Vera Schiff was born in 1926, in Prague, Czechoslovakia, to a middle class family. After the Nazi invasion of the country in 1939, her family became marginalized at home until 1942, when they were deported to the concentration camp, Theresienstadt. She would be the lone survivor from her family. Theresienstadt is also where she met her future husband, Arthur Schiff. Vera has written 2 books about her experiences during the Holocaust:Theresienstadt: The Town the Nazis Gave to the Jews and Hitler’s Inferno: Eight Personal Histories from the Holocaust.

Crestwood is grateful that Mrs. Schiff could share her knowledge and experiences with us.   

SAMSUNG CSC

December 11th, 2013

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Gershon Willinger was born in Holland, in 1942.  His experience in the Holocaust is a very different story because he was a very young boy who was unaware of his environment, and did not know what to do. Guido and Edith, his parents, were German Jews. They were both murdered in 1943, in a Polish concentration camp called Sobibor.  His parents gave him to a friend in Holland who was a farmer.  Gershon was taken by the Nazis and placed in a children’s home in Westerberg, Germany.  He was then taken with a group a children originally headed to Auschwitz concentration camp, but they were rerouted to  Bergen-Belsen.  Gershon and 48 other children were then moved to the Theresienstadt concentration  camp.  He was liberated by the USSR and remembers one of the soldiers hugging him and giving him candy.  Gershon is currently 73 years old and lives in Toronto with his wife.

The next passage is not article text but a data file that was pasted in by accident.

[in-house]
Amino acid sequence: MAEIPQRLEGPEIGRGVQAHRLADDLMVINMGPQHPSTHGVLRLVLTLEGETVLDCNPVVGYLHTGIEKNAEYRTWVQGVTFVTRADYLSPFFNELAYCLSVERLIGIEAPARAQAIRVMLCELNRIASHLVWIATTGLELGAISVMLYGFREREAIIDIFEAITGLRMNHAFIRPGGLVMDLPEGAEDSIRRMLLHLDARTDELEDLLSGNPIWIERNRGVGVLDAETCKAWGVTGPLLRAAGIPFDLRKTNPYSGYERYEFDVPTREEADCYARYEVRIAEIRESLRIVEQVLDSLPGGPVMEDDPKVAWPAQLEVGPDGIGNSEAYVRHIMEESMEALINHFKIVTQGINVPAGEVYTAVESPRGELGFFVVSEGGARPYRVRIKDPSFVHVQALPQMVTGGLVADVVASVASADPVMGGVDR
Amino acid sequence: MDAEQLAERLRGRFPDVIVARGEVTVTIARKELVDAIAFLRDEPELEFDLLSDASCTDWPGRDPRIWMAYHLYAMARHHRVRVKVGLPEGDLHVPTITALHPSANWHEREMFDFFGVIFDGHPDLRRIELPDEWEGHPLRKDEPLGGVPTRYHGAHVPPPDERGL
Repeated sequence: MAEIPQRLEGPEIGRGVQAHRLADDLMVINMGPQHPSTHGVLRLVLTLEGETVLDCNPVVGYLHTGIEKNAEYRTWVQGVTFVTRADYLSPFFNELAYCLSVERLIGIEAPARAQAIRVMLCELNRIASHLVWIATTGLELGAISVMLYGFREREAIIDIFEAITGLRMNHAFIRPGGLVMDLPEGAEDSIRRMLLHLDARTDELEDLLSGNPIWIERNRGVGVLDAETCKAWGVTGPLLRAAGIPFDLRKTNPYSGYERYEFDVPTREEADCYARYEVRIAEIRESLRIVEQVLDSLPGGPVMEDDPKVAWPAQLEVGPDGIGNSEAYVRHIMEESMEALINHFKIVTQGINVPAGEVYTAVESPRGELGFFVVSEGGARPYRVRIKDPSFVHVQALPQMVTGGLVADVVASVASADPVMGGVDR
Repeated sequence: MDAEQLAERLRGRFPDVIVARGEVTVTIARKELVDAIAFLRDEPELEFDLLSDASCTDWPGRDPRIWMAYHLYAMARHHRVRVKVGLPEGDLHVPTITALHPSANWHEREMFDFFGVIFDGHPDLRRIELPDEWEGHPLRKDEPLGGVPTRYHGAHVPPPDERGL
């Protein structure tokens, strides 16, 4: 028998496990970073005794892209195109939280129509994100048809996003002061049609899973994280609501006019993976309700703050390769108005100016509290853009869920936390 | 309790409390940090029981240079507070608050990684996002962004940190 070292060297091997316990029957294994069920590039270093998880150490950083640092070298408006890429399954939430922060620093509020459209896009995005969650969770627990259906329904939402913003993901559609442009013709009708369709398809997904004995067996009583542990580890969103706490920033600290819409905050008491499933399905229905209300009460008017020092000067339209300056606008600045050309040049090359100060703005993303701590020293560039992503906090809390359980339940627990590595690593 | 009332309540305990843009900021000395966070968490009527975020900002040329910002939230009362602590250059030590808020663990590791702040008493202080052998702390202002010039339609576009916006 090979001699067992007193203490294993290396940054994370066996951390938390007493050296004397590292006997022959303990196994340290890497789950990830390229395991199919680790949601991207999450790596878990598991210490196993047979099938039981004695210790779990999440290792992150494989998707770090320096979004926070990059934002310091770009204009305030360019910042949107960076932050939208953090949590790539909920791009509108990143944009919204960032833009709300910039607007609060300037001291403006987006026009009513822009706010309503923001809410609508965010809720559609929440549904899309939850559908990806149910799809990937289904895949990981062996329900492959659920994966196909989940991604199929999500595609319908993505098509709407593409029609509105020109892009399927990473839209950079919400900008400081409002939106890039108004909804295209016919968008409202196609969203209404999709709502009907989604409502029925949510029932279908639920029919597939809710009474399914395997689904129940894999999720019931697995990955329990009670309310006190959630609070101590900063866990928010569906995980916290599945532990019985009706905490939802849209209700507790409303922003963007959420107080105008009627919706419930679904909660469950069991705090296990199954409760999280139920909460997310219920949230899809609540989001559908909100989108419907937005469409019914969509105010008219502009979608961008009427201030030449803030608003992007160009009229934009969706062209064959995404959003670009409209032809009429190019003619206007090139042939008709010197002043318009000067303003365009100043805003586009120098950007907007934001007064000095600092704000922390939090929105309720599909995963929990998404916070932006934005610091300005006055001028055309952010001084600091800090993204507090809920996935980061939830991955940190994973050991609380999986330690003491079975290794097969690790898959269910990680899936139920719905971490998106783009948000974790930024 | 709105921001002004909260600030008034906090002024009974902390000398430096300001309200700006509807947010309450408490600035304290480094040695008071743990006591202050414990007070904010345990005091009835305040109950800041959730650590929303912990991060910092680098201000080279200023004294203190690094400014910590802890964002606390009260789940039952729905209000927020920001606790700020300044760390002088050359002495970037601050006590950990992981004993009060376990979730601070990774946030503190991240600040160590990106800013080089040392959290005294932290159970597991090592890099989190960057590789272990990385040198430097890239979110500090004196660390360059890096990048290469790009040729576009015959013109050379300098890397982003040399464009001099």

Gershon was interviewed for this project in February 2015 by Jonah, Mert, Shane and Augusta.

“Look out for people regardless their race, religion, you accept everybody…”

– Gershon Willinger

July 9th, 2012

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Howard Chandler was born in December 1928, in Weirzbnik, Poland. He had three siblings, a sister, who was the oldest, and two brothers. He was the middle child and had a normal experience in school before the war. When the war started he was almost eleven years old, finishing grade three and moving onto grade four. When the creation of the ghetto was made in his town, he remembers the rounding up and kidnapping of Jews for forced labor and the constant search of houses. After a selection his column was marched away to a camp, that was about five kilometers away. In the summer of 1944, the Russian front was nearing and they started to dismantle the factory so they were then transferred to a nearby camp. In July 1944, they were gathered and put on a train and we were shipped off to another slave labor camp further west. In early September his brother was sent to another camp, and his father and he were sent to an adjoining camp, all within Auschwitz where they were given work. When he was liberated from Theresienstadt only his brother and he had survived. After recovering, in 1947, he was able to be included in a group to go to Canada, where he found his mothers’ two sisters, and lived with another sister. Howard was interviewed by Crestwood student Michael Hochberg in April 2011.

July 9th, 2012